Hook-billed Kites back at Aquiares

Repeated sightings of Hook-billed Kites (Chondrohierax uncinatus) were made by John and Milena Bee and Larry Waddell in the Aquiares coffee fields between October 2015 and February 2016 (see Featured Image above). The area seems to offer little habitat for this species but a pair is now back at the same location accompanied by a juvenile. My only previous sighting of this species in the Turrialba area was of a single bird in March of this year not far from Jicotea heading east towards the Cabécar indigenous communities.

Male and female have different plumage, especially on the underparts:

 

Kite, Hook-billed, male, Aquiares, Laguna (1)

Male Hook-billed Kite; note the orange bare spot on the lores, separated from the greenish cere; photo by John Beer 

Here’s the female:

Kite, Hook-billed, female, Aquiares, Laguna (5)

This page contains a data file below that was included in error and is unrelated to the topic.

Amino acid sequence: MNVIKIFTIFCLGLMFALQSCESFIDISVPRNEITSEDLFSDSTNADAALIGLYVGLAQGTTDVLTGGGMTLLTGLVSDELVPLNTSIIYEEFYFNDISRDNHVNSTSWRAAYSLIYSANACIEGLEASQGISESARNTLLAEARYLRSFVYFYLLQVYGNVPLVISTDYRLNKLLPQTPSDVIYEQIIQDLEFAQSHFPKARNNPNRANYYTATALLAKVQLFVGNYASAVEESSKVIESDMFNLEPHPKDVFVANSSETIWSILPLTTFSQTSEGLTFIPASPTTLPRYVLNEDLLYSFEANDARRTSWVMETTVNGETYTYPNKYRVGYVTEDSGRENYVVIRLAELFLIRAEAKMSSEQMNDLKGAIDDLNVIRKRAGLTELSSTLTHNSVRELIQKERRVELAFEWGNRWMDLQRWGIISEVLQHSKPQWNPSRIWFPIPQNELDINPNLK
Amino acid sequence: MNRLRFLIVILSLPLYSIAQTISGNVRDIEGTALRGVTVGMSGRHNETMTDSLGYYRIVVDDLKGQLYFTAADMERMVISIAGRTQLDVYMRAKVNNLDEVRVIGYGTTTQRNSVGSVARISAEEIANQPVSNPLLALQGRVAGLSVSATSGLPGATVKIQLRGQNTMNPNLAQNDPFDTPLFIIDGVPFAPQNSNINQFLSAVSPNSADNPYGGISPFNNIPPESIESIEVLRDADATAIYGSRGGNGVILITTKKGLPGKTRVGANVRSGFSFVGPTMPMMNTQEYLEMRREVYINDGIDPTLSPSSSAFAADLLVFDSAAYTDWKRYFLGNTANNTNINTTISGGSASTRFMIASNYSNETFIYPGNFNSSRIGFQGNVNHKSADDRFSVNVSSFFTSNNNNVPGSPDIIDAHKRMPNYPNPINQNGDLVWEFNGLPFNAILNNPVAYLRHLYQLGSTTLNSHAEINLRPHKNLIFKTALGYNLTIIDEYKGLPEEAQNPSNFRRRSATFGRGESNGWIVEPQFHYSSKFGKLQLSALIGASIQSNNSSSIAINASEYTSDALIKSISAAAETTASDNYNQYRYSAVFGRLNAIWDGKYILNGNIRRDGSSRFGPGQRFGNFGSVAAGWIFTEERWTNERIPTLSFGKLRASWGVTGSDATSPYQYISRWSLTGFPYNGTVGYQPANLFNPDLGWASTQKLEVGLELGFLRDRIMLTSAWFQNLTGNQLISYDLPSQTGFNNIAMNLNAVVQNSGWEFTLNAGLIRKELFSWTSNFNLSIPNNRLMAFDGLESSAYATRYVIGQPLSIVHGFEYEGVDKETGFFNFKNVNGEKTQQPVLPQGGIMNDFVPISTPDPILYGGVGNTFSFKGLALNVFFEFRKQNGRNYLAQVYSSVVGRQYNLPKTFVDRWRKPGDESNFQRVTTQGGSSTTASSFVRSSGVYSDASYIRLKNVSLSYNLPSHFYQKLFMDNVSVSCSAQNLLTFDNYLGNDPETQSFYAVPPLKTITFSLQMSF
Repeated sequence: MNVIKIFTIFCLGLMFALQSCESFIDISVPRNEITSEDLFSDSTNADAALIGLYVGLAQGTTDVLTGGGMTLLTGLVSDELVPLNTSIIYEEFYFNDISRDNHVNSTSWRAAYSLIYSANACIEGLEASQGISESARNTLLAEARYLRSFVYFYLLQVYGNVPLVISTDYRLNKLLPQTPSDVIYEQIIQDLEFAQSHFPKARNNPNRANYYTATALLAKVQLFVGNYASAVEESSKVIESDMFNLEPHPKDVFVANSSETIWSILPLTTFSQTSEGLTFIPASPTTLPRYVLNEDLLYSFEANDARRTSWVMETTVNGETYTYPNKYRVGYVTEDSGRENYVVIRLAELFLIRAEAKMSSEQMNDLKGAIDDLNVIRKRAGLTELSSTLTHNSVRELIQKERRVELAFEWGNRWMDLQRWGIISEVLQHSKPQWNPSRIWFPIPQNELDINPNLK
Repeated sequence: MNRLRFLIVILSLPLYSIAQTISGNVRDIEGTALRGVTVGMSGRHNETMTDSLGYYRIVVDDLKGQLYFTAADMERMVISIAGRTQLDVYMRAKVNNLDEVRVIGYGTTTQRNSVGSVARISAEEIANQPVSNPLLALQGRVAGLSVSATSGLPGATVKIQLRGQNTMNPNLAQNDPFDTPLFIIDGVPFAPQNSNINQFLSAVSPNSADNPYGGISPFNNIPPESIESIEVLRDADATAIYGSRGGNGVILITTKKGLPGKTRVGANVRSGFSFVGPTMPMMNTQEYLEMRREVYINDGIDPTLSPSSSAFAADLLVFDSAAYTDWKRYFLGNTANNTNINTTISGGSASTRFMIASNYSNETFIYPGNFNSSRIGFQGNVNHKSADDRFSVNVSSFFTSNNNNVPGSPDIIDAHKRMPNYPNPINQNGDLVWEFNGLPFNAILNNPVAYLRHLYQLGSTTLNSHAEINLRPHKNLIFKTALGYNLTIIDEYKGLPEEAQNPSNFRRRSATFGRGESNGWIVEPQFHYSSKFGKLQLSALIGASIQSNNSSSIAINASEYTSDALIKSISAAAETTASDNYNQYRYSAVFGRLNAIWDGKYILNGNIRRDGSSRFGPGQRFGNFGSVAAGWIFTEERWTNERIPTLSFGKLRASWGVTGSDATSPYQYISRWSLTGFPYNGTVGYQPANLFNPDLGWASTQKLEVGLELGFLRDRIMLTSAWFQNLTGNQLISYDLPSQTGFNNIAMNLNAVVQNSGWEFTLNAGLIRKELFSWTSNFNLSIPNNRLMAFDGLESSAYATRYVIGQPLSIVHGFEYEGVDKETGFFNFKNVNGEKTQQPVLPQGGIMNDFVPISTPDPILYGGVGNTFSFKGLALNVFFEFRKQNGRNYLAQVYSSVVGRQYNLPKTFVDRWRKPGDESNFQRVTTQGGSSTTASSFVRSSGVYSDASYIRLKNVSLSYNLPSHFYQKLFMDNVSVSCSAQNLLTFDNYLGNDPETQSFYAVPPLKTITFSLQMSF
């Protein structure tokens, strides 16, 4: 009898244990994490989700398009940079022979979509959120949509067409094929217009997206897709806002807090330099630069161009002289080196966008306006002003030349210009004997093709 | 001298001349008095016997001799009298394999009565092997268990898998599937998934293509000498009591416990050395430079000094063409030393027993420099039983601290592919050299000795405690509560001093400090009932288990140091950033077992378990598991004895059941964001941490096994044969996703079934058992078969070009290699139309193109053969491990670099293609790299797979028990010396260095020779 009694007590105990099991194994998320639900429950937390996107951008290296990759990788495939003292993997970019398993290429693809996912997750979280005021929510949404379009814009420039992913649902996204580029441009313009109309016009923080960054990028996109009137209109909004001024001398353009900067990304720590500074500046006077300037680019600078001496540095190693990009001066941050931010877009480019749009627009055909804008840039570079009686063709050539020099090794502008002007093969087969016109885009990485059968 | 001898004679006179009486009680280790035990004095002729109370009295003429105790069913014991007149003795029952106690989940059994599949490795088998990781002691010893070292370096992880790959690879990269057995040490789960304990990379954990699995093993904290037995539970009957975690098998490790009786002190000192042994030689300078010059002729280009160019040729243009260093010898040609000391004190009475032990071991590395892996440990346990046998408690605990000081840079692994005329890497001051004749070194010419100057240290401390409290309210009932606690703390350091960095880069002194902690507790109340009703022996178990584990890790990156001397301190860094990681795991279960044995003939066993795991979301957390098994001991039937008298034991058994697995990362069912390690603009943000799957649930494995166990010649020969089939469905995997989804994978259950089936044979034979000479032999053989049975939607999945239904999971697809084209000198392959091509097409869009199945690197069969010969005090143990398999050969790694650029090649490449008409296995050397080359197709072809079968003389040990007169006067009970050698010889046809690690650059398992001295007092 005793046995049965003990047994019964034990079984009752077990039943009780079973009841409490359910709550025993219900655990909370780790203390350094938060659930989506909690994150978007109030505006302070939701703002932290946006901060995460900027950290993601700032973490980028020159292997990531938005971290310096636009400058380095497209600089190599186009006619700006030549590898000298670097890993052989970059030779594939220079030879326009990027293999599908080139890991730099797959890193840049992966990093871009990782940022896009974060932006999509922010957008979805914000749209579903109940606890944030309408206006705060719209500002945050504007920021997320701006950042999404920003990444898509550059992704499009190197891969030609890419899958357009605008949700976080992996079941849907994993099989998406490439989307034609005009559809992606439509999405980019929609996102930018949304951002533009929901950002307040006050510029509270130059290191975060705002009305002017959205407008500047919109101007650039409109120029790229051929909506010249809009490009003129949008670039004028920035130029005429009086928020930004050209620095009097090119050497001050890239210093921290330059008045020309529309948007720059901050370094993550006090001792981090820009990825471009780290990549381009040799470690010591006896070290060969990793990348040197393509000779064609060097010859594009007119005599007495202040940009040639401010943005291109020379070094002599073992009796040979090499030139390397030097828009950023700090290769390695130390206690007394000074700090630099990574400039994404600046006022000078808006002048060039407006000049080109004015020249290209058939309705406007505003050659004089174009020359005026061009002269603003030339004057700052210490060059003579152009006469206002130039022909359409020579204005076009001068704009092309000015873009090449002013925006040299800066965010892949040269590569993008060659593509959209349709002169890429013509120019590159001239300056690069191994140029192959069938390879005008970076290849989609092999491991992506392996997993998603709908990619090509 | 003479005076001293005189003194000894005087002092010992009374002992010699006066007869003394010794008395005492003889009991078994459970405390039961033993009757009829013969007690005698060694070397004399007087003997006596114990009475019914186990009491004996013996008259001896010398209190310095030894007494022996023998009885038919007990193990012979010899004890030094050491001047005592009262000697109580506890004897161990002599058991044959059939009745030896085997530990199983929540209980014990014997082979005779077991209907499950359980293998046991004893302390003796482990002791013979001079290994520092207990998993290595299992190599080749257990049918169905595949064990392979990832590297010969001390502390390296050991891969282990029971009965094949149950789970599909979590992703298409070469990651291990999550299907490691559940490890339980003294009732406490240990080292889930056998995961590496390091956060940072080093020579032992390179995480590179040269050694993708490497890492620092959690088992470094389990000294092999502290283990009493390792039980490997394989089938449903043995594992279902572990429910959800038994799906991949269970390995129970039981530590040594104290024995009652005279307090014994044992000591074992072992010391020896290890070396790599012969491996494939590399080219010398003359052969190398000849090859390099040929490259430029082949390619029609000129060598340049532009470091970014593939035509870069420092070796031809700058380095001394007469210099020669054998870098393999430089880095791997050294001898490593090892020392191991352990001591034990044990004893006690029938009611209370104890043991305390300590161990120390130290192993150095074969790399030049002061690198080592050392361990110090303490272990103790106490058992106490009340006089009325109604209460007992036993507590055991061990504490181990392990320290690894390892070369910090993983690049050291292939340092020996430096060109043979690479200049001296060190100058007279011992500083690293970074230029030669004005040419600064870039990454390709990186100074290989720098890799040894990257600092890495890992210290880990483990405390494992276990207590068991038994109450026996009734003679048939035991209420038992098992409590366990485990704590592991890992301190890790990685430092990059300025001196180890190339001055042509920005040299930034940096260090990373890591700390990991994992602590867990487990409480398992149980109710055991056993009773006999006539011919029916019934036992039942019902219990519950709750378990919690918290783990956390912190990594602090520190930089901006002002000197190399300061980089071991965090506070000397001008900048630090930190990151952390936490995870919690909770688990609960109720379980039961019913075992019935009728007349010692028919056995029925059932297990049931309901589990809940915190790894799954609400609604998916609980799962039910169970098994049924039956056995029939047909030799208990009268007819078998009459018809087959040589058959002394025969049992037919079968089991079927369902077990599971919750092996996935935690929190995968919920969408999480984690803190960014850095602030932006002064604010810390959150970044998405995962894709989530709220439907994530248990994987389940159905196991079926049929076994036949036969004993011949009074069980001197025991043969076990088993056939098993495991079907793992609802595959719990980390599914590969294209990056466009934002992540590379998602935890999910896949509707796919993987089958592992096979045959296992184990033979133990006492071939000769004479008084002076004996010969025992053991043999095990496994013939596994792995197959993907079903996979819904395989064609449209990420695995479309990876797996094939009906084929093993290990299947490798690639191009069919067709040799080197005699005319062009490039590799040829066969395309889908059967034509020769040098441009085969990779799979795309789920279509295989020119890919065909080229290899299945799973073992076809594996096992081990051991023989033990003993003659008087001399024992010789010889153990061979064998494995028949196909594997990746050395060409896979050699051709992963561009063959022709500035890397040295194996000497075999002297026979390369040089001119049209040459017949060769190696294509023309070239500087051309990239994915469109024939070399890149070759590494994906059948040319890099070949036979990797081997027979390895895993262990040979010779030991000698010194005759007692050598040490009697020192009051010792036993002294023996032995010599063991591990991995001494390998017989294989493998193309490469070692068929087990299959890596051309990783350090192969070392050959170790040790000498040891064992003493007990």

Rufous barring on breast and belly distinguishes the female Hook-billed Kite; photo by John Beer

The species is considered rare;  it usually prefers lowland areas near water up to about 1000 m in elevation. An even rarer black morph exists but I have never seen it. On the most recent visit the pair was accompanied by a juvenile with characteristic white collar and underparts. It assumed a posture which we assumed to indicate that it was still begging for food from the adults, though we did not see this happen. We missed the female on this occasion but later in the morning the now unaccompanied juvenile reappeared much higher up near the Aquiares Mirador. This is at about 1400 m, well above the expected elevation range.

Hook-billed Kite immature

Immature Hook-billed Kite – begging posture?

We surmise that the young bird may be the result of nesting at this location much earlier this year.

 

 

 

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